A correspondent at Minneapolis says that Prof. Lewis of St. Paul furnishes the following account of the Nelumbium as growing in western waters:

" The aquatic plant now being sold about the streets of our Minnesota cities and claimed by some to be identical with the lotus of the Nile, is not a water lily (Nympbaeacea), but belongs to another order differing somewhat from it, that of the Nelumbiacea or water-beans. This latter order has only two genera, the Nelumbium speciosum and the Nelumbium luteum. The former is pink in color and is supposed to be the lotus sacred in the eyes of the Egyptians and the Hindus and around which so many interesting myths are clustered. The latter, (greenish yellow in color) is the Minnesota flower referred to, which, though but lately brought to notice in this region has long since been described in botanical works as growing near Philadelphia, Lake Erie and Lake Ontario.

"Here in the northwest it is found on the Minnesota river near Mendota, at Lake Minnetonka, and along the Mississippi river at the head of Lake Pepin, just above La Crosse, and also at least as far down as the head of Rock Island rapids.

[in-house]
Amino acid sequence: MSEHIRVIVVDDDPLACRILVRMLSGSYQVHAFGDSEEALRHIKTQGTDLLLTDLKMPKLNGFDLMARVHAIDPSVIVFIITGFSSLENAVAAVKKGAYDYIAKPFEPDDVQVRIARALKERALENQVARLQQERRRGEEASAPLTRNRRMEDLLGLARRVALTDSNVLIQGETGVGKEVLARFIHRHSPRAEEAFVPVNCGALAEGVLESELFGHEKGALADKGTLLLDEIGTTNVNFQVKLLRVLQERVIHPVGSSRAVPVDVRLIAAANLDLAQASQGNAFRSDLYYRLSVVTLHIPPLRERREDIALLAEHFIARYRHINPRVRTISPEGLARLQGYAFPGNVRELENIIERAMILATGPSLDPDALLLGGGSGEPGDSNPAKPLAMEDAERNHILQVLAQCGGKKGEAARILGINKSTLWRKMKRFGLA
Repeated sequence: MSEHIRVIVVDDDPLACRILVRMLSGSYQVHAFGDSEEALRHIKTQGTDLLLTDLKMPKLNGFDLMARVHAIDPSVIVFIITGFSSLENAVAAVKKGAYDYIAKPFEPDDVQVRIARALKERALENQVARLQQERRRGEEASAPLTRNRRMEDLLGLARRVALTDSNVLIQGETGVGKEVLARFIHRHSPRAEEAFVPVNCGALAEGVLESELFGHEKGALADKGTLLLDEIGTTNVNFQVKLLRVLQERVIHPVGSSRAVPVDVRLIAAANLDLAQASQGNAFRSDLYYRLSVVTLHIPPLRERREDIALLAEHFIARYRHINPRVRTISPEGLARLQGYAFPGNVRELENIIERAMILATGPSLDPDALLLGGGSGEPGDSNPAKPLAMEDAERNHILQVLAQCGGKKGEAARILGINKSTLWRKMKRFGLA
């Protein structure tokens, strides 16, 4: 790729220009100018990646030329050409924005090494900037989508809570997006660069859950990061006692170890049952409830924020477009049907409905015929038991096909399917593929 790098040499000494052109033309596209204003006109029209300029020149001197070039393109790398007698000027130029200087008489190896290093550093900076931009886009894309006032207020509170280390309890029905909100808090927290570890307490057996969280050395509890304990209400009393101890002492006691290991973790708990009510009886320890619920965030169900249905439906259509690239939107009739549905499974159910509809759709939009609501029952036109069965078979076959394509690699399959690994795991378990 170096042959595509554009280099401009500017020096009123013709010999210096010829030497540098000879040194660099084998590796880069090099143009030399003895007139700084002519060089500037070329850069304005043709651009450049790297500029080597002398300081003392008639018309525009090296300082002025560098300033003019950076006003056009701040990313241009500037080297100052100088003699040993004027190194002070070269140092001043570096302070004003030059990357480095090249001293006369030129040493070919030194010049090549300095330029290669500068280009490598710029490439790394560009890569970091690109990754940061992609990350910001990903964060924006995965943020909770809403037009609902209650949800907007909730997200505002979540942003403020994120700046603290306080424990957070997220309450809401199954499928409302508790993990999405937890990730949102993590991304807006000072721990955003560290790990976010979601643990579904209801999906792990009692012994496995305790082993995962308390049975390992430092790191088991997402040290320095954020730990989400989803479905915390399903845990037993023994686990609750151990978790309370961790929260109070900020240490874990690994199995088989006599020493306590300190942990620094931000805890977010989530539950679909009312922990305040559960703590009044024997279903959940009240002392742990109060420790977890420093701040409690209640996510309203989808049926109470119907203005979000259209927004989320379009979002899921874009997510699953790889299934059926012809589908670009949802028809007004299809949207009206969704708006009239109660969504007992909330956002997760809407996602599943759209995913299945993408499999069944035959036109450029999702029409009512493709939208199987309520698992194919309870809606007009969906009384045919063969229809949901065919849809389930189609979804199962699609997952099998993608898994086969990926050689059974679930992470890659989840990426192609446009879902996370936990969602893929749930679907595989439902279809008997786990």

" It seems that our indigenous Nelumbium lute-um flowers grow most profusely in summers when a combination of low water and high temperature furnishes extra heat to the roots, and thus forces the plant. The present profuseness with which it is met in fully developed perfection, is proof that this is no 'off year' for its kind".

In connection with this the following from the Independent may be appended:

"Dr. Newberry notes that the lily of the Nile has wholly disappeared from that river, though there is ample evidence that it was abundant in the pre historic times. Specimens are frequently found in mummy cases. It was not a Nelumbium, as many writers persist in stating, but a species of Nymphaea - N. lotus. The true lotus of classical history, Dr. Newberry says, is a Zizyphus - probably the one sometimes cultivated in American collections of trees, and known there as Zizyphus communis. It is very hardy in our climate, very thorny, and bears an orange-colored, round fruit, the size of a Damson plum".